The runoff from an office building parking lot at the Maryland Department of Transportation on Broening Highway, Baltimore, needed to be managed. Due to the size of the site there was inadequate space for a landscape-based stormwater application that could encompass the required water quality flow rate. The entire drainage area is approximately ¼ acre, making it a very tight site.
There were various pollutants of concern in the runoff from the parking lot, including trash and debris, sediments (fine, medium and coarse), oil and heavy metals (Cu, Zn, Pb and Cd).
The engineer divided the drainage area into 3 sections. The individual areas were elevated and the runoff was conveyed by sheet flow into 3 swales using parking blocks. The swales were designed to capture and temporally hold the pretreatment and recharge volume.
The swales direct runoff into linear precast StormFilter units designed with 3 cartridges in a trench vault (10' x 3') to treat the remaining water quality flow. Each cartridge has a capacity of 15-gpm. The cartridges are equipped with CSF® leaf media to remove sediments, oil, and metals typically found in urban runoff. When the runoff volume is greater than the volume of the system, overflow is directed to a catch basin to drain through an outfall. The system provides the same function as a sand filter, but provides the same level of treatment in a much smaller space.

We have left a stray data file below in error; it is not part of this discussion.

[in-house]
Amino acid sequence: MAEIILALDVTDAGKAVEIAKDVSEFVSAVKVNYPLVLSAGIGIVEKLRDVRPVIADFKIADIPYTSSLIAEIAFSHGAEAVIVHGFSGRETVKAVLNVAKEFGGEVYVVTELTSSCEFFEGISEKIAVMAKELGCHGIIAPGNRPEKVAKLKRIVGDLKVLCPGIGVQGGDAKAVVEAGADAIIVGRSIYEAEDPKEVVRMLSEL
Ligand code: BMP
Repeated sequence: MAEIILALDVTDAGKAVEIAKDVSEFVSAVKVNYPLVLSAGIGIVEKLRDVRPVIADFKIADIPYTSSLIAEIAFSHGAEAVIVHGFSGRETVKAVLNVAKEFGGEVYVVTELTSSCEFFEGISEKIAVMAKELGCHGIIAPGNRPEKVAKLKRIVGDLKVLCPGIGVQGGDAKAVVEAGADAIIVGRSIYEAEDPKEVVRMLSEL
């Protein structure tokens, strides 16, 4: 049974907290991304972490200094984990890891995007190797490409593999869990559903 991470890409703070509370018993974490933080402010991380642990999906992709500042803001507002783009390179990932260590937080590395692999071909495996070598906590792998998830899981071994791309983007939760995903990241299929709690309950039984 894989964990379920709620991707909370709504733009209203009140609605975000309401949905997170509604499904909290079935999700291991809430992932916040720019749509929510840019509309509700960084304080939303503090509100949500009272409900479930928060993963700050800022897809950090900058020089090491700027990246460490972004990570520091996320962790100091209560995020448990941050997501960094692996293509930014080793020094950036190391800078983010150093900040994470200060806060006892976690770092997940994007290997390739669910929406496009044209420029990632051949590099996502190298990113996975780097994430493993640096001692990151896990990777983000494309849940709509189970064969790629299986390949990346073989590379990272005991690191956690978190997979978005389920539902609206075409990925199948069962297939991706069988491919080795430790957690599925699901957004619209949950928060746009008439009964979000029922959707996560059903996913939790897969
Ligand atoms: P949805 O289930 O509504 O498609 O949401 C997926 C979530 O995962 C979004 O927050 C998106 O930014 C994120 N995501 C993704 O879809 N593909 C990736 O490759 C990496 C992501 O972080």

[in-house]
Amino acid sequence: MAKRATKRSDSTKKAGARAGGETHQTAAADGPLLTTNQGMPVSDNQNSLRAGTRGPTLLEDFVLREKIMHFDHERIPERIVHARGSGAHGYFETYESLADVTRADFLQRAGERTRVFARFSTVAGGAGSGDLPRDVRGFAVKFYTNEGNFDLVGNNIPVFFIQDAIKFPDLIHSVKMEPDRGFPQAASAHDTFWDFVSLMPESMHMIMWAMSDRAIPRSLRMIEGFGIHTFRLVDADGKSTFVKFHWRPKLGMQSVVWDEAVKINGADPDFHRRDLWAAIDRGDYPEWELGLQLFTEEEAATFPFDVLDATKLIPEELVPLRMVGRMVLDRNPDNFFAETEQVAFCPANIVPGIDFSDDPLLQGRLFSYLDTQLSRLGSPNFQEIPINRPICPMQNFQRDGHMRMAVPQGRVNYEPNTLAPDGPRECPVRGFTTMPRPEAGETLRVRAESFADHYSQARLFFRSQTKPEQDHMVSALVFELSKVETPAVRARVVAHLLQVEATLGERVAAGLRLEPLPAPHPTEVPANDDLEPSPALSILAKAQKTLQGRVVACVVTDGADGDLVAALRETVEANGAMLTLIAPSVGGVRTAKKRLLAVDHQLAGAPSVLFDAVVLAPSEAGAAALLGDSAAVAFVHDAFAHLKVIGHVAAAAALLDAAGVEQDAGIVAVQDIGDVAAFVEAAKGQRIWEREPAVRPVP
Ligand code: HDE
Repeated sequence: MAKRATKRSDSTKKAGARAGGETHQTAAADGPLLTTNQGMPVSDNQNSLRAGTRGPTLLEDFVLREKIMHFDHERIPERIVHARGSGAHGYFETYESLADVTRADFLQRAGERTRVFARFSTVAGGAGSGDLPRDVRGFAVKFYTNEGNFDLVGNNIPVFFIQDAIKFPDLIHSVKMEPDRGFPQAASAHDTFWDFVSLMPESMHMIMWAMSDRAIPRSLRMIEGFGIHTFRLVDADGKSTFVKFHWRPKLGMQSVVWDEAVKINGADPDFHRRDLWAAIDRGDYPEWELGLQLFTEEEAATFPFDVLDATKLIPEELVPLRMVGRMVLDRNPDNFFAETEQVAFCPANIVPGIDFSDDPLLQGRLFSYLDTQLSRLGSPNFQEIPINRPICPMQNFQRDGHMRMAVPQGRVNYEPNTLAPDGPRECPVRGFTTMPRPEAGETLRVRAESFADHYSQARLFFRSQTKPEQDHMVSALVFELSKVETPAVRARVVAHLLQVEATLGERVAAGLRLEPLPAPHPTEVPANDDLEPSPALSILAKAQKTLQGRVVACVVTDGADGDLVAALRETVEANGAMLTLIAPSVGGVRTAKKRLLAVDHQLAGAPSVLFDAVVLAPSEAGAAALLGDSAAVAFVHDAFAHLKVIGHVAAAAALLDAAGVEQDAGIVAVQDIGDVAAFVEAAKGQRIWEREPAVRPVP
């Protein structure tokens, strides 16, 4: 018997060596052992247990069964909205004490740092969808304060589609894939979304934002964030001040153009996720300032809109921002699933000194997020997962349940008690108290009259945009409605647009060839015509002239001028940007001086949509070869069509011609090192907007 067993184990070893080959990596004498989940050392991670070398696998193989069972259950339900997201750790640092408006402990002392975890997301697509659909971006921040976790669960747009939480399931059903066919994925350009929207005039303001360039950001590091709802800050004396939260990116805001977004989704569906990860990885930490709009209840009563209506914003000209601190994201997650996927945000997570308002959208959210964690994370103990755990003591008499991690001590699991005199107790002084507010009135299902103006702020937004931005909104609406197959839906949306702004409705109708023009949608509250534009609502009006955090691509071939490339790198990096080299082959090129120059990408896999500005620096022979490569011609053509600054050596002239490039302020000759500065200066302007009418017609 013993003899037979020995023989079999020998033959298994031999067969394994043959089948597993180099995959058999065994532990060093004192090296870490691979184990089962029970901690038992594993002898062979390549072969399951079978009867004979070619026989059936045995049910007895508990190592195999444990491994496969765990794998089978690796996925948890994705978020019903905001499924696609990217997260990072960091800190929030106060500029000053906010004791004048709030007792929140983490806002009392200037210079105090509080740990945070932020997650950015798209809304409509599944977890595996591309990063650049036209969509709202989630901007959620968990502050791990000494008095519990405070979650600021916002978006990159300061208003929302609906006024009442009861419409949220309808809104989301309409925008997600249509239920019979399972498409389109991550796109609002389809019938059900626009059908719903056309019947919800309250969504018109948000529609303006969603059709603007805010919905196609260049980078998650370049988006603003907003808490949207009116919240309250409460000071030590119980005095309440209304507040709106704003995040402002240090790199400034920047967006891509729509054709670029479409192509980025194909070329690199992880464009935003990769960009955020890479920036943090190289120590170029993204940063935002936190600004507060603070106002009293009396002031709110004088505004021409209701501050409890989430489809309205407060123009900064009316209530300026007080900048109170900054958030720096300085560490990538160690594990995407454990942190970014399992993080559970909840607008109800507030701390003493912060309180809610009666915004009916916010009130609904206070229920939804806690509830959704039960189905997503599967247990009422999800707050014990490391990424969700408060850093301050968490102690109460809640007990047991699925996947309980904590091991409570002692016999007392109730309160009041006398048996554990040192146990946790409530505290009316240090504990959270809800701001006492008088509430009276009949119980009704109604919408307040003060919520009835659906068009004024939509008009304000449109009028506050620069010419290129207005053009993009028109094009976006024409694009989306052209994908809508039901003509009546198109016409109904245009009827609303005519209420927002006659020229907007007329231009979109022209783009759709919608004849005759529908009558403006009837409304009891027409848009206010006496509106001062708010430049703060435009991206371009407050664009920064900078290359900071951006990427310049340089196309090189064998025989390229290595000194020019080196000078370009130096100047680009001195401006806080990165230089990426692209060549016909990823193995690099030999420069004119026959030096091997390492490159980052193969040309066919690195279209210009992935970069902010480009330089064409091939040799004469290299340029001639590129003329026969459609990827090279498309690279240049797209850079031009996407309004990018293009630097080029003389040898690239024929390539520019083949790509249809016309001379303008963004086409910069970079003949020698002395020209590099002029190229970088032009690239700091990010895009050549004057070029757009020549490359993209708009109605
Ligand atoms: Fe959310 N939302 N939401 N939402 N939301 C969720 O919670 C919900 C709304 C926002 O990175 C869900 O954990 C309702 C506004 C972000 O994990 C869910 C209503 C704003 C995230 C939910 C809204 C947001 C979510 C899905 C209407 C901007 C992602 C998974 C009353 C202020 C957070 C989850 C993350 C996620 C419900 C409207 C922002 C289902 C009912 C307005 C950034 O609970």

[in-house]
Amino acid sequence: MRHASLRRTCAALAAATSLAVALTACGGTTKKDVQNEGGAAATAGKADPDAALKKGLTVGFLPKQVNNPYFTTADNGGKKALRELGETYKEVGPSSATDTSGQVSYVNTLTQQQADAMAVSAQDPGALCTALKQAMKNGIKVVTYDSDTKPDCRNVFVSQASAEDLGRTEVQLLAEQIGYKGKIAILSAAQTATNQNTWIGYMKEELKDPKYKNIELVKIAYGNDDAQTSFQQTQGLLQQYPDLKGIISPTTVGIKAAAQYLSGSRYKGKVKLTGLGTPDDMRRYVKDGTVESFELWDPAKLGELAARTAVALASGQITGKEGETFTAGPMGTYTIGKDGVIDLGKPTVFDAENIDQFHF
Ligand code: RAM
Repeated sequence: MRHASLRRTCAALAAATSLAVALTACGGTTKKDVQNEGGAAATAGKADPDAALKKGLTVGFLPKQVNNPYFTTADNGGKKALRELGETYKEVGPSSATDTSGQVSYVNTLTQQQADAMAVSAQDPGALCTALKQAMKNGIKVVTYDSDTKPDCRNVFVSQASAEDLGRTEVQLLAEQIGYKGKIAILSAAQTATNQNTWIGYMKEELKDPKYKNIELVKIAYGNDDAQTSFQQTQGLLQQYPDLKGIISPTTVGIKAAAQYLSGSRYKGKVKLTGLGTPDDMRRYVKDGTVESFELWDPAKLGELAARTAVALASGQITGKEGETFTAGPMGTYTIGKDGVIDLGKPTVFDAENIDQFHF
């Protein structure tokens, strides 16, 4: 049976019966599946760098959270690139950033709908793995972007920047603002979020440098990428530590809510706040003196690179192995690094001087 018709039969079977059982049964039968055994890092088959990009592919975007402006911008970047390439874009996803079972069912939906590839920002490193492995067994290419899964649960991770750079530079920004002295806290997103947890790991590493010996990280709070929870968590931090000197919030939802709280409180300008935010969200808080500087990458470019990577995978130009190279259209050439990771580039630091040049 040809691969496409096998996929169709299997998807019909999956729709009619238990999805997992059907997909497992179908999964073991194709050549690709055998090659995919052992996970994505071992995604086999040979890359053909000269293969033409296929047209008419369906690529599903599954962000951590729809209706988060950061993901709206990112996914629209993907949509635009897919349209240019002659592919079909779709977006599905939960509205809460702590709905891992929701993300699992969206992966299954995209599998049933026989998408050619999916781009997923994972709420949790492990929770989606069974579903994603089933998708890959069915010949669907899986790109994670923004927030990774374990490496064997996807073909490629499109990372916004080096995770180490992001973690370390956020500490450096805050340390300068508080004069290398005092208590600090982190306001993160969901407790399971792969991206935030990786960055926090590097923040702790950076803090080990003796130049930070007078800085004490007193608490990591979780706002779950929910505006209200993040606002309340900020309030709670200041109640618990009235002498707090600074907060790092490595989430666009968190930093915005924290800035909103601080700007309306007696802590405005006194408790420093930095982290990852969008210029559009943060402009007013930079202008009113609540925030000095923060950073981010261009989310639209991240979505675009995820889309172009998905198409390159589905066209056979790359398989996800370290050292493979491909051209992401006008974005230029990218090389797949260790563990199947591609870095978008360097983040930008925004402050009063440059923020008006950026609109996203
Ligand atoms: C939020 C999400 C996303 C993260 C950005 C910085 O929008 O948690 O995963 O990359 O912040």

The site designed was based on low impact development (LID) principles. Curbs and gutters were eliminated and surface runoff from the parking lot was treated close to the source. The StormFilter provided appropriate treatment for overflow from the swales, which eliminated standing water.
This project is an example of how to integrate a structural BMP with a landscape-based BMP to achieve the desired stormwater management goal and follow low impact development principals. Stormwater runoff is managed close to its source using a multi-benefit natural feature system, in this case vegetated swales.
The StormFilter is used to provide polished effluent quality within a tight footprint, so the water quality flow from the design storm was adequately treated. Meanwhile the integrated system was able to convey the peak flow, avoiding the potential problems (water ponding, scouring) that can be associated with swales